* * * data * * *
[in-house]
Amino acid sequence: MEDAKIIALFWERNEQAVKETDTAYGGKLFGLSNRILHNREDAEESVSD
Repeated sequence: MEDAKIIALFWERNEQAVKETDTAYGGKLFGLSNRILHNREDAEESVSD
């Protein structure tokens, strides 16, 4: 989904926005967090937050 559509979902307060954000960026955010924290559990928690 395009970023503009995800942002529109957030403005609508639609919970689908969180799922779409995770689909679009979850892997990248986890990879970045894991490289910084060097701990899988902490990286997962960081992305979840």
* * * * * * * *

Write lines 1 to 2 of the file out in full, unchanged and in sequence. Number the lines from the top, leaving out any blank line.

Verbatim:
[in-house]
Amino acid sequence: MEDAKIIALFWERNEQAVKETDTAYGGKLFGLSNRILHNREDAEESVSD